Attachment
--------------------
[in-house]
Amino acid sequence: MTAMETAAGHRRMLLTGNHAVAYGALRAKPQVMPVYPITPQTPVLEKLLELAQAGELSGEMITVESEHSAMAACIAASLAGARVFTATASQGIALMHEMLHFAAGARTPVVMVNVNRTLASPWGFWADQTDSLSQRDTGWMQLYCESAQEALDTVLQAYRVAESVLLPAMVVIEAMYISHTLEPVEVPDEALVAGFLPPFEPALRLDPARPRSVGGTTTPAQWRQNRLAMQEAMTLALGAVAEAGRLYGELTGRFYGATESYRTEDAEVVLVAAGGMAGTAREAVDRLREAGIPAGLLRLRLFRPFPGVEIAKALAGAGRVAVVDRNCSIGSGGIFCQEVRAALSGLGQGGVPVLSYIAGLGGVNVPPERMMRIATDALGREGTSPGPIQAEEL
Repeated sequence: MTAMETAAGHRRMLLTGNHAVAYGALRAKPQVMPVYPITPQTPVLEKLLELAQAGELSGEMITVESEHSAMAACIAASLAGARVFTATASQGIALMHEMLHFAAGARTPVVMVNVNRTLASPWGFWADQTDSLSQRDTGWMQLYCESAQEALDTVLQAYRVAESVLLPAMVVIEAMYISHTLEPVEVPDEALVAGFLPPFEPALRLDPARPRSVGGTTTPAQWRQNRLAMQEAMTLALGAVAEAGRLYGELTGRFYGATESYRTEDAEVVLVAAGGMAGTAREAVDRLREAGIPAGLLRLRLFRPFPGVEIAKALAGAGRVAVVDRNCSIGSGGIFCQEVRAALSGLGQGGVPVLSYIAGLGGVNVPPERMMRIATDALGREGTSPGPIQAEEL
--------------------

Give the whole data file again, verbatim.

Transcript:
[in-house]
Amino acid sequence: MTAMETAAGHRRMLLTGNHAVAYGALRAKPQVMPVYPITPQTPVLEKLLELAQAGELSGEMITVESEHSAMAACIAASLAGARVFTATASQGIALMHEMLHFAAGARTPVVMVNVNRTLASPWGFWADQTDSLSQRDTGWMQLYCESAQEALDTVLQAYRVAESVLLPAMVVIEAMYISHTLEPVEVPDEALVAGFLPPFEPALRLDPARPRSVGGTTTPAQWRQNRLAMQEAMTLALGAVAEAGRLYGELTGRFYGATESYRTEDAEVVLVAAGGMAGTAREAVDRLREAGIPAGLLRLRLFRPFPGVEIAKALAGAGRVAVVDRNCSIGSGGIFCQEVRAALSGLGQGGVPVLSYIAGLGGVNVPPERMMRIATDALGREGTSPGPIQAEEL
Repeated sequence: MTAMETAAGHRRMLLTGNHAVAYGALRAKPQVMPVYPITPQTPVLEKLLELAQAGELSGEMITVESEHSAMAACIAASLAGARVFTATASQGIALMHEMLHFAAGARTPVVMVNVNRTLASPWGFWADQTDSLSQRDTGWMQLYCESAQEALDTVLQAYRVAESVLLPAMVVIEAMYISHTLEPVEVPDEALVAGFLPPFEPALRLDPARPRSVGGTTTPAQWRQNRLAMQEAMTLALGAVAEAGRLYGELTGRFYGATESYRTEDAEVVLVAAGGMAGTAREAVDRLREAGIPAGLLRLRLFRPFPGVEIAKALAGAGRVAVVDRNCSIGSGGIFCQEVRAALSGLGQGGVPVLSYIAGLGGVNVPPERMMRIATDALGREGTSPGPIQAEEL